A number of major UK corporations including NatWest, John Lewis, Virgin Media O2 and insurers Phoenix, Zurich and Aviva quit the Confederation of British Industry (CBI) on Friday as a fresh media report about rape allegations deepened the crisis at the business group.
The CBI is now facing a fight for survival as the number of companies cutting ties with it grows.
Late on Friday the CBI board said it had taken “the difficult but necessary decision to suspend all policy and membership activity until an Extraordinary General Meeting (EGM) in June.”
Other major companies including Schroders, Fidelity International, Jaguar Land Rover, WPP, ITV, Sage and Kingfisher also said they had quit the CBI.
The CBI said an urgent root-and-branch review of its culture was proceeding and it would respond to the investigation by law firm Fox Williams early next week and set out its plans for change.
Some CBI members have said they will wait for the findings of the law firm’s investigation, which is expected imminently.
“While the CBI was not previously aware of the most serious allegations, it is vital that they are thoroughly investigated now and we are liaising closely with the police,” CBI President Brian McBride said.
McBride is a non-executive director of Edinburgh investment giant Abrdn, which said at the end of February that he would not be seeking re-election at its AGM on May 10.
Abrdn said: “Like other members, we await the outcome of the current review, and look forward to understanding the CBI’s plans for dealing with the issues that have emerged.”
NatWest, formerly called RBS, said: “British business needs a strong representative voice. Given the extremely serious allegations made against the CBI, we no longer have confidence that it can fulfil this role at the present time.”
John Lewis said in a statement: “Due to the further very serious and ongoing allegations made relating to the CBI, we have decided to end our membership with immediate effect.”
Virgin Media O2 said: “The way the situation has been handled is not representative of business in Britain. We have therefore informed the CBI that we are ending our membership.”
Aviva said: “In light of the very serious allegations made, and the CBI’s handling of the process and response, we believe the CBI is no longer able to fulfil its core function — to be a representative voice of business in the UK.”
CBI President Brian McBride’s full statement read: “The latest allegations put to us by The Guardian are abhorrent and our hearts go out to any women who have been victims of the behaviour described.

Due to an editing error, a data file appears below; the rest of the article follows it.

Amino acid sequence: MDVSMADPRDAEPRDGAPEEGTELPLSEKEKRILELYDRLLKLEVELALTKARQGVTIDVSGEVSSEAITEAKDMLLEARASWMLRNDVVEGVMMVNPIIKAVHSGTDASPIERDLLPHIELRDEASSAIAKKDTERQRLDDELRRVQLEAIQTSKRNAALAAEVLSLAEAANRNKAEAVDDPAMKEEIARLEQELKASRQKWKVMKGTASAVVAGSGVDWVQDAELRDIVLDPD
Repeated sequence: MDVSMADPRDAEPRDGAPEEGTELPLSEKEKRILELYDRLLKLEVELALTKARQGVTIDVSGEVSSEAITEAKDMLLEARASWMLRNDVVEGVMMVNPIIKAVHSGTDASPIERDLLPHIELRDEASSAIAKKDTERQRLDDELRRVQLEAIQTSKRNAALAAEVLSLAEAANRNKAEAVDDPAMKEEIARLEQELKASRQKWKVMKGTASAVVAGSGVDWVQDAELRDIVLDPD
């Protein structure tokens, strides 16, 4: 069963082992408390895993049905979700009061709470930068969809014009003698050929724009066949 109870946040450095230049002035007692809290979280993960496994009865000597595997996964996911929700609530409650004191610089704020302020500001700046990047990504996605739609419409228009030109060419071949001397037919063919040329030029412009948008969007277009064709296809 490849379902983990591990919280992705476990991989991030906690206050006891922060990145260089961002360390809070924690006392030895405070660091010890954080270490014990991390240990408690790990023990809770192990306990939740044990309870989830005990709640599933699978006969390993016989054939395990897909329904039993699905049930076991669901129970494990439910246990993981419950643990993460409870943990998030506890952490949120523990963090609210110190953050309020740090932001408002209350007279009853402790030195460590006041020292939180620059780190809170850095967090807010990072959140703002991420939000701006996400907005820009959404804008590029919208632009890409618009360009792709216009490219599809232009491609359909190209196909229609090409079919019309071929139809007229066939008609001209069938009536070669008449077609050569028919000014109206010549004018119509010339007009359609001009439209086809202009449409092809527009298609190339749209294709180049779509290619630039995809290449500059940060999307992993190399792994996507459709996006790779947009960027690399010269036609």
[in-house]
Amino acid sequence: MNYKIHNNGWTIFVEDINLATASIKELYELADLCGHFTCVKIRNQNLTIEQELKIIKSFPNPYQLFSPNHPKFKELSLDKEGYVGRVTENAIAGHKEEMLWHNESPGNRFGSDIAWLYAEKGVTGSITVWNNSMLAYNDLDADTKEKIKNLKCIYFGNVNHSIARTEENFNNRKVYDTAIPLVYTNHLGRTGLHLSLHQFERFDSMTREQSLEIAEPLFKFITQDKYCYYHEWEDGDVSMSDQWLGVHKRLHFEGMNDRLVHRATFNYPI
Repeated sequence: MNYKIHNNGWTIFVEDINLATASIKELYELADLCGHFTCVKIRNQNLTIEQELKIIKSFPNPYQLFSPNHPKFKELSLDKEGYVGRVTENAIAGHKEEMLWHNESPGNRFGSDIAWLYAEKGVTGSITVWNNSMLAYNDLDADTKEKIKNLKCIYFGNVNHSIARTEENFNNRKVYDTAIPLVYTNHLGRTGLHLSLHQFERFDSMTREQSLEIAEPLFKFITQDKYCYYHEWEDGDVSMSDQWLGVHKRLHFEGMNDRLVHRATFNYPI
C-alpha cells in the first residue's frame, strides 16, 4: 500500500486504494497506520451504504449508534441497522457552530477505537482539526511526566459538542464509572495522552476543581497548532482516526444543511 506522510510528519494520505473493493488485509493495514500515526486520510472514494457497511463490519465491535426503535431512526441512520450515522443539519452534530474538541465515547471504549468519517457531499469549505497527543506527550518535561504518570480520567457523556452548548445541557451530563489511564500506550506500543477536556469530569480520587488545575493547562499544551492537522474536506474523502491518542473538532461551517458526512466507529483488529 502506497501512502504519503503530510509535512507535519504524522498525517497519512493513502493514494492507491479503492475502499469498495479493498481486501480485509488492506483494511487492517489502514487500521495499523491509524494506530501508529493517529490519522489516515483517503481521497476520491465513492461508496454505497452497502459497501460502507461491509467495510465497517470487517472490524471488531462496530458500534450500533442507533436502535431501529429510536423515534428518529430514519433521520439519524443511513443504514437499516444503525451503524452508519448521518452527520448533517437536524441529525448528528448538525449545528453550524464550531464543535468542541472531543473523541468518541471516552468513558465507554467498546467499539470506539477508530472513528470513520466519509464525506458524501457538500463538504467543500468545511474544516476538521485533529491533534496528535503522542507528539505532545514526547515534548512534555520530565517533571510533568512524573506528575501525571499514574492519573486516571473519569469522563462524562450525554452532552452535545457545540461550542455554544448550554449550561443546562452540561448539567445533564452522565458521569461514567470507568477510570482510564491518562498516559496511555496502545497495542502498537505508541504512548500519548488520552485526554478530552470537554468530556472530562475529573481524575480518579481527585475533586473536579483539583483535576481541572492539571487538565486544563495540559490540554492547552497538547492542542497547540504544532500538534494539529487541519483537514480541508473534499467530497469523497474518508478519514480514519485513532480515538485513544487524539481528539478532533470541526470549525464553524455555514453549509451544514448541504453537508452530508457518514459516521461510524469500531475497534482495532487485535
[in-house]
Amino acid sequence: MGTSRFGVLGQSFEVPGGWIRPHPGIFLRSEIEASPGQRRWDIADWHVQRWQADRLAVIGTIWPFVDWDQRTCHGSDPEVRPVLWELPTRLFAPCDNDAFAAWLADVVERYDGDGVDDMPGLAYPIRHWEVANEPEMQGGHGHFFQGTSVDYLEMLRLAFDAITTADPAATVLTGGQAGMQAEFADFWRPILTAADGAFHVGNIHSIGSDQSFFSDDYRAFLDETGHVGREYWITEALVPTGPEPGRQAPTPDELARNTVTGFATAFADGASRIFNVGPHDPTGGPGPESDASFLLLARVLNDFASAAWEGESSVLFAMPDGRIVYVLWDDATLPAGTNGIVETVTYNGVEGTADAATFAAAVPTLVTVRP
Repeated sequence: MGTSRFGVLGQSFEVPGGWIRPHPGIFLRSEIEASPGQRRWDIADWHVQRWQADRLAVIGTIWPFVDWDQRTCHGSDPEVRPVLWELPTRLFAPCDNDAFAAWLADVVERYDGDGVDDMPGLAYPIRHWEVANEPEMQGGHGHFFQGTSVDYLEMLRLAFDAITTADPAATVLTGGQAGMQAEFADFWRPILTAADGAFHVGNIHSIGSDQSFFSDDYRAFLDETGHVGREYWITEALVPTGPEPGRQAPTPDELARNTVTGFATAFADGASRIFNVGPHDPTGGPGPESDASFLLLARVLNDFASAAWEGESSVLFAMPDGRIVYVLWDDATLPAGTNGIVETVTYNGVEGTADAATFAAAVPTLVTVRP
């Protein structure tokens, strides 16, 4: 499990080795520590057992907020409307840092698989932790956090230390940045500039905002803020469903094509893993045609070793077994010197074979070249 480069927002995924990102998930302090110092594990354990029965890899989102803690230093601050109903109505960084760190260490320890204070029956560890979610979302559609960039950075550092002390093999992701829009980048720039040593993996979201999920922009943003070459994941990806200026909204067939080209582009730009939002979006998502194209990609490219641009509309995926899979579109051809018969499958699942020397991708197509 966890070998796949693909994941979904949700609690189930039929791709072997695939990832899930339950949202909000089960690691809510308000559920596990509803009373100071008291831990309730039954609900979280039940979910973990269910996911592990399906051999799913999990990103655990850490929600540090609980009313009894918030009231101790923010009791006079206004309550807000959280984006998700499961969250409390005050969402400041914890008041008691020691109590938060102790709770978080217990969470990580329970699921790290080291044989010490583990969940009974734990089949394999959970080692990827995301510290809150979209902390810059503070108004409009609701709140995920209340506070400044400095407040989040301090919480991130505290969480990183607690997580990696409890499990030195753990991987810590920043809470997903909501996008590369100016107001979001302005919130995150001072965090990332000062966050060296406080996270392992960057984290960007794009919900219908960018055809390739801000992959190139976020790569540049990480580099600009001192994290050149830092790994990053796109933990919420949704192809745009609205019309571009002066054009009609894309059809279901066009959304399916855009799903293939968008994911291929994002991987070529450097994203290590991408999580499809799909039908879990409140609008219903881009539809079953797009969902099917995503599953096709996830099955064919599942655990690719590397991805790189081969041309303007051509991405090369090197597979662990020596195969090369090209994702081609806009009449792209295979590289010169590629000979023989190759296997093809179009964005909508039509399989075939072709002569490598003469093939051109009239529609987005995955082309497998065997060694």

“While the CBI was not previously aware of the most serious allegations, it is vital that they are thoroughly investigated now and we are liaising closely with the police to help ensure any perpetrators are brought to justice.
“We recognise the substance of the harassment report outlined as relating to an allegation made and investigated in January 2018. The finding of harassment was upheld and a sanction was imposed.
”However, the CBI does not recognise many of the most serious elements of the Guardian story relating to harassment, including the assertion that the individual had told the CBI of feelings of a sexual and violent nature towards the victim; and that he had followed her home.
”Neither is the CBI aware and our records do not support the report that the CBI discouraged her from referring the matter to the police.
“We are rightly undertaking an urgent root and branch review of our culture to right the wrongs where we can and to reform our workplace for everyone.
“We are anticipating a further report from Fox Williams later today. The board will communicate its response to this and the other steps we are taking to bring about the wider change that is needed early next week.”
Late on Friday the CBI board said in a statement: “The CBI shares the shock and revulsion at the events that have taken place in our organisation, and at past failures that allowed these events to happen.
“We are deeply sorry and express our profound regret to the women who have endured these horrific experiences.
“We have listened carefully to what our colleagues, members and stakeholders have said over recent days and weeks. We have heard loud and clear a demand for far reaching change.
“We want to properly understand from our colleagues, members, experts and stakeholders how they envisage our future role and purpose.
“As a result, we have taken the difficult but necessary decision to suspend all policy and membership activity until an Extraordinary General Meeting (EGM) in June.
“At the EGM we will put forward proposals for a refocused CBI to our membership for them to decide on the future role and purpose of the organisation.
“This work and the cultural reform will be the entire and urgent focus of the organisation over the coming weeks.
“Our members have told us in recent days and weeks that they believe in the importance of a collective voice to inform national policy and the unique role that an organisation like the CBI can play in public life.
“But much needs to change if we are to win back their trust so we may continue to represent business at this critical time for the country.
“We are taking steps to address our failings but recognise these are not yet sufficient to sustain the confidence of our colleagues, members and of the broader business community.
“We know it will take time to rebuild trust in our purpose and culture. And to give our team and former colleagues the space to heal.”